More on Barbiel

So, yes, Barbiel is a nickname and her birth name is Barbara-Ellen, but that can get her bogged-down with hyphens.

She was raised in Athens, Ohio with a high emphasis placed on scholarship and learning and the arts. Her father was award winning author Jack Matthews, (Charisma Campaigns; Hangar Stout, Awake; Gambler’s Nephew, and a couple dozen more…)

Visual art, drawing and painting is her original creative form. She studied it in college, and pursued it as a young wife and mother. Entered art shows, exhibited at some nice places, won a few awards, sold a bit.

The Light of Healing, 38″ x 48″, oil on canvas, 1991.

Lost most of her eyesight….during those years that things were dimming, she managed to fill her creative hours with music, and moved away from visual art. She had written songs earlier at times in her childhood and early adulthood and hadn’t done anything with them. She learned to play an instrument (a few mandolin lessons, then guitar) and gradually began to give life to the songs. (And her cataracts were easily remedied, but it took her away from visual art for several years)

in 1993 John Saunders was her mandolin teacher and showed an interest in her songs. Those would have been Satellite to Reason, These Hills They’re Shy, Dancing on the Ice Floes, Holy Ground, Gwenivere’s Lament, Mabinogion, Please Pretend, and All My Dreams. (below)

All My Dreams

These songs were written at a time when she didn’t play an instrument and in some cases they began life as poetry. These Hills They’re Shy and Dancing On the Ice Floes are two examples of that. Once she found melodies for them she realized they had meant to be songs all along.

These Hills, They’re Shy

Meanwhile, John seemed impressed with her lyricist ability and gave her one of his tunes for her to put lyrics to (Go to the Fountain). He loved the result and they were on their way collaborating. He arranged her songs, adding parts, embellishing, editing, and she was writing lyrics for his.

Soon they were a music duo, and a couple years later they married.

Their style of music is best described as a fusion of periods and genres. Their originals are inspired by their various interests: bluegrass and Americana, Renaissance and Medieval history, astrophysics and science, some rock, jazz, Bach sneaks in sometimes, and Django Rinehardt and Dezi Arnez. And her lyrics frequently are underpinned with leadings of the spirit, and metaphors.

Some of our Silent Lion Renaissance gigs took us afar; here in Laconia, New Hampshire we were performing for The Phoenix Roost Medieval Tavern. Their Cream of Sorrel Soup was amazing!!!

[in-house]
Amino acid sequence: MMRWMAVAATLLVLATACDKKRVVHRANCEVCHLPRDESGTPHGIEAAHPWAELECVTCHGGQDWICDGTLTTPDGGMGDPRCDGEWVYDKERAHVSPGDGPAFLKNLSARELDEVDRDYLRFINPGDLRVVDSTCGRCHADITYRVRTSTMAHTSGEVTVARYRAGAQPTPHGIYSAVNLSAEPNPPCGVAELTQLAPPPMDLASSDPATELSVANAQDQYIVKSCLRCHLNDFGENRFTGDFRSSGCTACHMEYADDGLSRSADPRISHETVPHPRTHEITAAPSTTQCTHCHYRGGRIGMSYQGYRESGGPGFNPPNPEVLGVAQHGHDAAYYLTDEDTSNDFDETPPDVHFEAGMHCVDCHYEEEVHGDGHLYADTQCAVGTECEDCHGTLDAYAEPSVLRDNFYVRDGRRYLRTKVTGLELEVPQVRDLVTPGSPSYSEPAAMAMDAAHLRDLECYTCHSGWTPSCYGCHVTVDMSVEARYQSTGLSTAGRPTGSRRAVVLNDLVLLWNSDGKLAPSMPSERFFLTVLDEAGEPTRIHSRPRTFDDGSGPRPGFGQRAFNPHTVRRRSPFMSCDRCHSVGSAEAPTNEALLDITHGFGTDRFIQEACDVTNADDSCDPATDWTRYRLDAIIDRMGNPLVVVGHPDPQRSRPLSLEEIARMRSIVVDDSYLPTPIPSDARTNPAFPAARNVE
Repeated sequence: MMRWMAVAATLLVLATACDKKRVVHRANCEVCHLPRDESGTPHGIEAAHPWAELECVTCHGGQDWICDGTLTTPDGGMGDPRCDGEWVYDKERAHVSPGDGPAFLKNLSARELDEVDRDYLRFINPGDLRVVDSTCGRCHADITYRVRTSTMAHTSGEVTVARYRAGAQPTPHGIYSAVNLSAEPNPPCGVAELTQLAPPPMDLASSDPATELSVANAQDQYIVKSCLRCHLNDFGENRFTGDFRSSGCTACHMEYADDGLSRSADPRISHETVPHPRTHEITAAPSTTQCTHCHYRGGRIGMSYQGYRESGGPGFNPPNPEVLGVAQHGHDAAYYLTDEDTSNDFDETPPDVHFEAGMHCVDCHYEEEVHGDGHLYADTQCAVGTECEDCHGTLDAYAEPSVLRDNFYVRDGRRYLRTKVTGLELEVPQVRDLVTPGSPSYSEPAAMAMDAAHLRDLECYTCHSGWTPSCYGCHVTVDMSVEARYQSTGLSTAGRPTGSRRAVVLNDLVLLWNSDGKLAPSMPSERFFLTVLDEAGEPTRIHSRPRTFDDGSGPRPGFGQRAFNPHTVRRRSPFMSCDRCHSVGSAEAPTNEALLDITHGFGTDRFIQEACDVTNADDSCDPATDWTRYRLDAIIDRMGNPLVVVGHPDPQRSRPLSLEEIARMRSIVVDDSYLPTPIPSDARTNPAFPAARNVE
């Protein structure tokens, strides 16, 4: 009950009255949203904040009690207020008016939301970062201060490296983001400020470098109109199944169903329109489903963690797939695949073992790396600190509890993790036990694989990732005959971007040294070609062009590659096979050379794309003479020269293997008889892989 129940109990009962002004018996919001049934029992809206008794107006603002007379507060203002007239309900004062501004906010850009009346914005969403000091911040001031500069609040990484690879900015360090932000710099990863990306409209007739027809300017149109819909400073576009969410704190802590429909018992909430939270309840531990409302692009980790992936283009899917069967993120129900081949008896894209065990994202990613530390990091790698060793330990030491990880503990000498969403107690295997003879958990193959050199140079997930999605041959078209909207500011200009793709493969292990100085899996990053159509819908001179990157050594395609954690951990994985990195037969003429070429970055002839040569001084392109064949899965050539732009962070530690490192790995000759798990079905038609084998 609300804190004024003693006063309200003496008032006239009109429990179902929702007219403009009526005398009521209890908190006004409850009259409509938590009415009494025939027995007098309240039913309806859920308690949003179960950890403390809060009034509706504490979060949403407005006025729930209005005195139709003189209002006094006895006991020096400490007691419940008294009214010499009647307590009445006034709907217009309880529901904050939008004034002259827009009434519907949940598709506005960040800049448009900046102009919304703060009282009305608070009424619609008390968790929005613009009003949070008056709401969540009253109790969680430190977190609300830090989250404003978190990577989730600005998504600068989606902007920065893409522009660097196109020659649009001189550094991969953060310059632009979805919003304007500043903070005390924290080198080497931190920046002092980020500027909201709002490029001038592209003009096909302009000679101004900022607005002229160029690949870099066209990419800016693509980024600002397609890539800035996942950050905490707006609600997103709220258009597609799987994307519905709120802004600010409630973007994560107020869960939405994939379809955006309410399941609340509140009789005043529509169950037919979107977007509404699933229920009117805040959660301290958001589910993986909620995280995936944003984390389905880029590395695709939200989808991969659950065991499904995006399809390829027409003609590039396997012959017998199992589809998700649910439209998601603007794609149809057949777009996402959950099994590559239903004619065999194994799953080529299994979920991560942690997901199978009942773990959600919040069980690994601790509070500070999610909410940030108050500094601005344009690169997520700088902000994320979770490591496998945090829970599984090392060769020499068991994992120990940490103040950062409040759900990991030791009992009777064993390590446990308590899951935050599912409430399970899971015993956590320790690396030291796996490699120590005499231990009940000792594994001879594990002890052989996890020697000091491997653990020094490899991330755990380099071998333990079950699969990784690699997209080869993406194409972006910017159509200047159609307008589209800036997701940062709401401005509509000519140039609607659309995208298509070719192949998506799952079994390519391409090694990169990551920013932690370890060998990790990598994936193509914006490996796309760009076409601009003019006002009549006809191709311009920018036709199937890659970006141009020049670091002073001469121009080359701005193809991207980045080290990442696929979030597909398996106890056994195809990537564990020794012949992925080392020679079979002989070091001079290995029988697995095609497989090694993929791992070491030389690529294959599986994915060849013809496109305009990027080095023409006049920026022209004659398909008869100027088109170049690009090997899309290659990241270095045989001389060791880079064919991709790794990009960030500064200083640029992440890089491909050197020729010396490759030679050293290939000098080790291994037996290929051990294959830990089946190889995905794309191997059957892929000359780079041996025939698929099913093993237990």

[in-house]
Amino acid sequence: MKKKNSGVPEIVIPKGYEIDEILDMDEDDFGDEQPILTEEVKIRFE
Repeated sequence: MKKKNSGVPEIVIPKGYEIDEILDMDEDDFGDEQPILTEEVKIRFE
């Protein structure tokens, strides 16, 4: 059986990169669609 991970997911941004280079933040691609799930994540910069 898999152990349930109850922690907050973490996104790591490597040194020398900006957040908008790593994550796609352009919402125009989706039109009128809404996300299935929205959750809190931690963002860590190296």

Silent Lion is never fierce when visiting with our Alpaca friends at the Great Lakes Medieval Faire.
With the Chateau Frontenac in the background, Barbiel takes a break from work.
Pub sing at the Great Lakes Medieval Faire the first year Silent Lion was performing there.

Barbiel is back doing art more now, as well. During the years she was performing music , she was still illustrating and designing book covers for her dad’s novels and short stories and other projects, and rediscovering her “artsight”.

Below are included some of her paintings and drawings.

Winter’s Guardians, 20″ x 24″, oil on canvas. 2008
The Riddle, pencil on paper, 22×28. You can get a glimpse of the song that I was writing at the same time I was doing the drawing.
The Riddle, (c) Matthews, on the Satellite to Reason CD

The Battered Chalice, 22″ x 28″, pencil on paper. 1990. This drawing exhibited up in Montreal, QC in an international art competition
Days of Shadows, (c) Matthews/Saunders. On the Silent Lion CD
Travelers of Time, 22″ x 28″, oil on canvas, 2020
Mabinogion , (c) B. Matthews . On the Satellite to Reason CD
The former owners of Ravenwood commissioned Barbiel to paint the six panels of their Rood Screen. The two outside panels are of a rampant Unicorn and a rampant Lion, and the four inside panels are medieval representations of Spring, Summer, Autumn and Winter.
Each panel had lyrics of a medieval song painted in below. The Autumn panel shows a bit of Tournion, a version of which you can hear on our Ye Travelers of Time CD.
Tournion, trad. French. On the Ye Travelers of Time CD

Much more of Barbiel’s art can be found at www.fineartamerica.com.